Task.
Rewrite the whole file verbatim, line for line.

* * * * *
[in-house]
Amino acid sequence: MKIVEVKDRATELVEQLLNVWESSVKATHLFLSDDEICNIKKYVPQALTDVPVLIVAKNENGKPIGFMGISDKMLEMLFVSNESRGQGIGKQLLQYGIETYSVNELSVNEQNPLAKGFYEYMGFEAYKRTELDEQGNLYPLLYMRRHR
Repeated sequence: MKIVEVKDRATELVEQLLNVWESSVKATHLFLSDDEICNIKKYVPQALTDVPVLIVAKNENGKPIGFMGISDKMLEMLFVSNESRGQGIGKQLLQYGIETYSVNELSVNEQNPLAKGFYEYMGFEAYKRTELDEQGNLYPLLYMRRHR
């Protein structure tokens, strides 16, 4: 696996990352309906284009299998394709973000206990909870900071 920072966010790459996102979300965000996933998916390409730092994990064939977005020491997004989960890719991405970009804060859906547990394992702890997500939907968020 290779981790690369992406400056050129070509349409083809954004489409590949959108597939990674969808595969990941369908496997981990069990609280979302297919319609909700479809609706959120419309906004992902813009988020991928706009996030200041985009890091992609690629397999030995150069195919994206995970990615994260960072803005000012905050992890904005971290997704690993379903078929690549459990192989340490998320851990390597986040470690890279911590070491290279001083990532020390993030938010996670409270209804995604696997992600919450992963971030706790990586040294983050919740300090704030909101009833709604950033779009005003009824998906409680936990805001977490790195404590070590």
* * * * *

[in-house]
Amino acid sequence: MKIVEVKDRATELVEQLLNVWESSVKATHLFLSDDEICNIKKYVPQALTDVPVLIVAKNENGKPIGFMGISDKMLEMLFVSNESRGQGIGKQLLQYGIETYSVNELSVNEQNPLAKGFYEYMGFEAYKRTELDEQGNLYPLLYMRRHR
Repeated sequence: MKIVEVKDRATELVEQLLNVWESSVKATHLFLSDDEICNIKKYVPQALTDVPVLIVAKNENGKPIGFMGISDKMLEMLFVSNESRGQGIGKQLLQYGIETYSVNELSVNEQNPLAKGFYEYMGFEAYKRTELDEQGNLYPLLYMRRHR
């Protein structure tokens, strides 16, 4: 696996990352309906284009299998394709973000206990909870900071 920072966010790459996102979300965000996933998916390409730092994990064939977005020491997004989960890719991405970009804060859906547990394992702890997500939907968020 290779981790690369992406400056050129070509349409083809954004489409590949959108597939990674969808595969990941369908496997981990069990609280979302297919319609909700479809609706959120419309906004992902813009988020991928706009996030200041985009890091992609690629397999030995150069195919994206995970990615994260960072803005000012905050992890904005971290997704690993379903078929690549459990192989340490998320851990390597986040470690890279911590070491290279001083990532020390993030938010996670409270209804995604696997992600919450992963971030706790990586040294983050919740300090704030909101009833709604950033779009005003009824998906409680936990805001977490790195404590070590």